Managing Anxiety When You Are Pregnant or Breastfeeding
Disclaimer: This page houses important information and resources pertaining to anxiety during pregnancy and while breastfeeding, including links to our evidence-based Fact Sheets. However, the resources here should not replace the care and advice of a medical professional.
Like most people, you might experience anxiety at some point in your life, like when dealing with a problem at work or at home, when you or a loved one is facing a health complication – or when you find out you are pregnant! It can be hard to tell the difference between what is usual worry/fear vs. symptoms that might be more concerning. When anxiety does not go away, gets worse over time, and/or interferes with everyday activities, those may be signs of an anxiety disorder. Some people may have anxiety disorders before they get pregnant, while others may develop anxiety disorders during pregnancy or after delivery.
“The multiple adverse perinatal outcomes associated with anxiety [in pregnancy] highlight the need to both identify and manage [people who are pregnant] with high levels of anxiety.”— Grigoriadis et al. J Clin Psychiatry. 2018;79(5):17r12011.
Untreated anxiety disorders during pregnancy may increase the chance of adverse outcomes such as preterm delivery (before 37 weeks of pregnancy) and low birth weight; they may also make it more difficult to bond with the baby during and after pregnancy, and could increase the chance of having a mood disorder, such as depression, after delivery. If you are concerned about anxiety, talk to your healthcare provider about the best ways to manage it. These might include non-medication options—such as talk therapy, mindfulness, relaxation techniques, and exercise—as well as medications. As always, check out our resources if you’re looking for information about specific medications while you are pregnant, planning a pregnancy, or nursing.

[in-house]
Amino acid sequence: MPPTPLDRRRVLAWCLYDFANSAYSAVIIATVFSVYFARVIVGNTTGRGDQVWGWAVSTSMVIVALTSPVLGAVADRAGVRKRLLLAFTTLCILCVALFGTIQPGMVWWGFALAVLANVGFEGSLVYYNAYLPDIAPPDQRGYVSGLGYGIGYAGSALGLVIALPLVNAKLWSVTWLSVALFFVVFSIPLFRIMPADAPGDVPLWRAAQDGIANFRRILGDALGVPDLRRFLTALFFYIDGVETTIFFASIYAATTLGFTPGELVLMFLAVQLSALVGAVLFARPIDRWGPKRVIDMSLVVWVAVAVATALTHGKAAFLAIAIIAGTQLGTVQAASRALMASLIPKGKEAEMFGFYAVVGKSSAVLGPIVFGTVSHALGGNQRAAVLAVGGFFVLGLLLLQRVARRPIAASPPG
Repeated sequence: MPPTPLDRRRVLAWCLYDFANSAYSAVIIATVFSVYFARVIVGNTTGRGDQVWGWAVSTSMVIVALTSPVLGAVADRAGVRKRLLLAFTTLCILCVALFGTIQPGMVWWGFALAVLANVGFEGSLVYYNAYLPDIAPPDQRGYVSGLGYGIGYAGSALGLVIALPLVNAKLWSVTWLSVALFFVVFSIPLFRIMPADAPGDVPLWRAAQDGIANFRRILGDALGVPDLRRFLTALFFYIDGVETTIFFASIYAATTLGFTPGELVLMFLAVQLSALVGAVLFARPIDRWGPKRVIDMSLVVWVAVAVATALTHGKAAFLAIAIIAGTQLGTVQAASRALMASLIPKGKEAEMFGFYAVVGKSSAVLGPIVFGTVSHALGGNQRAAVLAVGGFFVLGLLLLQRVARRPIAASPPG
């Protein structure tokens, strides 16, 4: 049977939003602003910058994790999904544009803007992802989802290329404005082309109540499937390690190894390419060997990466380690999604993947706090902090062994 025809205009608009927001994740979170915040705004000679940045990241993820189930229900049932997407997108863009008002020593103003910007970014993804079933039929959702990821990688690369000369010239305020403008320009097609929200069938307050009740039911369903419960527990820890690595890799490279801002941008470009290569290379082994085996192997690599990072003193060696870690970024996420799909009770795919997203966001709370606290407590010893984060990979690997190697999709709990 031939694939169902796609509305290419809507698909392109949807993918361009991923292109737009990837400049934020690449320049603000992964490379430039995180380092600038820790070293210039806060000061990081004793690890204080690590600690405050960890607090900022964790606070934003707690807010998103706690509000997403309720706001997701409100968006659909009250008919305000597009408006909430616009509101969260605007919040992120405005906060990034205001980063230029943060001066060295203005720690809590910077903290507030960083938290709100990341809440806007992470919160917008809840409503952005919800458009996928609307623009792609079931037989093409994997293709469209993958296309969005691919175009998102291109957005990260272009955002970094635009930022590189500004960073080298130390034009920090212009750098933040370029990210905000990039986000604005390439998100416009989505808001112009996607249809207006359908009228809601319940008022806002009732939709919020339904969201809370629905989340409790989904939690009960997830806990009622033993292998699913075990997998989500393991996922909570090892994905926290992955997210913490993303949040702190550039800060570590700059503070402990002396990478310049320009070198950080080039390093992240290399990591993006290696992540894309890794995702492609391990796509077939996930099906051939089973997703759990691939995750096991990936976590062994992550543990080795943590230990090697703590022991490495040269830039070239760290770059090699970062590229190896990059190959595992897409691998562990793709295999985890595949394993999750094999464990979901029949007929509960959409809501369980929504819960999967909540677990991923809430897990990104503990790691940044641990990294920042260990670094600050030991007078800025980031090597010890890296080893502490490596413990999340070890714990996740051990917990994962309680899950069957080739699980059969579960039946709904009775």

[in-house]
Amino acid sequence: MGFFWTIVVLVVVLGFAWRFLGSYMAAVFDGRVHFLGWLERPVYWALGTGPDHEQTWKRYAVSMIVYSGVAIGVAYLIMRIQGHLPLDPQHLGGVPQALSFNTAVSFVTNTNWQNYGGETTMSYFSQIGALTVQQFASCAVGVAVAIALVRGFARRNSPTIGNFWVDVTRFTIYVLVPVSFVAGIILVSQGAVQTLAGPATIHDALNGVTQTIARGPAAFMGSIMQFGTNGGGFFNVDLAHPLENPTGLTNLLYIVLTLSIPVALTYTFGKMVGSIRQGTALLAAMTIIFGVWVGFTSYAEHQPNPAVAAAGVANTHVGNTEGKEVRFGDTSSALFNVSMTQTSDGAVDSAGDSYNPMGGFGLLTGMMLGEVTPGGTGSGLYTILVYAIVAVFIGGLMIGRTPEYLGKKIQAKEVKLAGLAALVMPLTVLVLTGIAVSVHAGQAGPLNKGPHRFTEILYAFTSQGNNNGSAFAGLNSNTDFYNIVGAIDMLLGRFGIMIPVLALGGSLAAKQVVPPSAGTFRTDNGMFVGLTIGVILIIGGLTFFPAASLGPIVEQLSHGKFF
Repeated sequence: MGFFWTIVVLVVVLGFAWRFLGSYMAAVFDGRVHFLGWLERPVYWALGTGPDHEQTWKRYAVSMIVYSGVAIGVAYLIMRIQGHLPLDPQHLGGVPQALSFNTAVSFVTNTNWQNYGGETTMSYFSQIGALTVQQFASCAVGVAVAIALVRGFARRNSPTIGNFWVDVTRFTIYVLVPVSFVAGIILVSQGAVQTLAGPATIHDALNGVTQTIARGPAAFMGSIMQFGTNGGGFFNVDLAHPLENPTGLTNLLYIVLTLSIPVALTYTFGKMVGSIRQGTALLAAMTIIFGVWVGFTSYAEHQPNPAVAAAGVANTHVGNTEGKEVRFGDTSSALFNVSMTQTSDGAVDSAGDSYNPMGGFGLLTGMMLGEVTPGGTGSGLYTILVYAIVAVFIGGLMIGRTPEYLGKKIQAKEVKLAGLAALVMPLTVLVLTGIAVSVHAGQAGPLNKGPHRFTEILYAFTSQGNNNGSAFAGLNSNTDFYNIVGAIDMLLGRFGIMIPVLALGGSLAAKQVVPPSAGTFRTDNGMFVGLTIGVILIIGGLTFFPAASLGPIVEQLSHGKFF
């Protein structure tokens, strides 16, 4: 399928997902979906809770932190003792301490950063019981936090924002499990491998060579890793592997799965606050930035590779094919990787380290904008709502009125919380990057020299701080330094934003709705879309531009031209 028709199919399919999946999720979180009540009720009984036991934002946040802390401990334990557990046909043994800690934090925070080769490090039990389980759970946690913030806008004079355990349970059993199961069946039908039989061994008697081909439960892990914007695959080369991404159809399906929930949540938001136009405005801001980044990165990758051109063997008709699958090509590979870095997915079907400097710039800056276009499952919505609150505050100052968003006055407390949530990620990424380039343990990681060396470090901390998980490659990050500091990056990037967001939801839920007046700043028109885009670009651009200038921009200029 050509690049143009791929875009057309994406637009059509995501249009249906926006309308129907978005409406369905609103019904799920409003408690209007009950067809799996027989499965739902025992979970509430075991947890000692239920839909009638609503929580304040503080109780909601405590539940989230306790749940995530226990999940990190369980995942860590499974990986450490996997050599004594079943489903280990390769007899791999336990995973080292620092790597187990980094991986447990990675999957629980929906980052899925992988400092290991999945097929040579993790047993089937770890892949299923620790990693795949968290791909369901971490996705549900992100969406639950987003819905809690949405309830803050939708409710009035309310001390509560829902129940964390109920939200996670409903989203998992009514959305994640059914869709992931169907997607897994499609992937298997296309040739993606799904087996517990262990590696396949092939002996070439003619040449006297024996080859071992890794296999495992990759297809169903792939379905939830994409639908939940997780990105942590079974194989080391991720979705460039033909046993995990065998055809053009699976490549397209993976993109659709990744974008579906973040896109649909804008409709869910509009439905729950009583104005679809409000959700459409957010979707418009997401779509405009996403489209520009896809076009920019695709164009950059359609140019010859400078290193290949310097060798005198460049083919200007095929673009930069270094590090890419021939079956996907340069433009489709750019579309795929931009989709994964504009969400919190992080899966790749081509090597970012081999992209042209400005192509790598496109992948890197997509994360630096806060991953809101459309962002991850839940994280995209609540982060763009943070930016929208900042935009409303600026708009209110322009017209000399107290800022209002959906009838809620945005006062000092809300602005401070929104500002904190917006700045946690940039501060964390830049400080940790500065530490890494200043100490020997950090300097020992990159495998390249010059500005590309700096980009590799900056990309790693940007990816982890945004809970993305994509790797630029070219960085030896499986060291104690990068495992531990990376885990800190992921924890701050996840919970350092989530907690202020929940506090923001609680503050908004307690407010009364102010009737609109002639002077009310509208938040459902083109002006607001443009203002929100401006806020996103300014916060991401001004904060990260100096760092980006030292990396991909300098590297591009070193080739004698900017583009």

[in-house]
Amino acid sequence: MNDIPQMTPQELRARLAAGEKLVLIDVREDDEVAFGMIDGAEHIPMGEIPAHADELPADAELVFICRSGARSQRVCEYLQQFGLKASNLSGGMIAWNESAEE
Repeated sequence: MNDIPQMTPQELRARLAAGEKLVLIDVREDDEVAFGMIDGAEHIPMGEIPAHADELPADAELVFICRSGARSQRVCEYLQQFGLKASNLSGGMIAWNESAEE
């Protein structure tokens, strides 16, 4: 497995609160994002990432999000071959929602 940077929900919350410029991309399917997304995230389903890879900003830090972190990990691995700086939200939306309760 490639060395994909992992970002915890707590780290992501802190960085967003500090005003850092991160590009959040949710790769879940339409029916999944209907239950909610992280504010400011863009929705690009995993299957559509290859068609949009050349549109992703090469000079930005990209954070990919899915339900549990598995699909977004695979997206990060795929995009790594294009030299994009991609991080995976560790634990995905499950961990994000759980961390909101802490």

Not Feeling Like Yourself?
Are you a new parent – or about to be – and feeling sad, worried, or concerned that you aren’t good enough? The National Maternal Mental Health Hotline counselors provide 24/7, free, confidential emotional support and resources to help you feel better. Call or text 1-833-TLC-MAMA (1-833-852-6262). Are you currently in crisis? Call or text 988 Suicide Prevention Hotline.
Please see our library of resources below on anxiety during pregnancy and breastfeeding.
Related Fact Sheets
- Breastfeeding Following a Natural Disaster
- Bupropion (Wellbutrin®)
- Chlordiazepoxide (Librium®)
- Citalopram | Escitalopram (Celexa® | Lexapro®)
- Clonazepam (Klonopin®)
- Diazepam (Valium®)
- Duloxetine (Cymbalta®)
- Fluoxetine (Prozac®)
- Imipramine (Tofranil®)
- Olanzapine (Zyprexa®)
- Sertraline (Zoloft®)
- Venlafaxine (Effexor®)
Related Baby Blogs
- 988 Suicide & Crisis Lifeline: Get Help
- American Academy of Pediatrics: Depression and Anxiety During Pregnancy and After Birth: FAQs
- Anxiety & Depression Association of America: Pregnancy and Medication
- Crisis Text Line: Text HOME to 741741
- International Childbirth Education Association: Breastfeeding and Perinatal Mood and Anxiety Disorders
- National Alliance on Mental Illness: Anxiety Disorders
- National Institute of Mental Health: Anxiety Disorders
- National Maternal Mental Health Hotline: Partner Toolkit
- Postpartum Support International: Anxiety During Pregnancy & Postpartum
- What To Expect: Anxiety during Pregnancy: What’s Normal and What’s Not
- National Maternal Mental Health Hotline
- Patient Education Genius
- Society for Maternal-Fetal Medicine
- Society for Birth Defects Research & Prevention
- The Mighty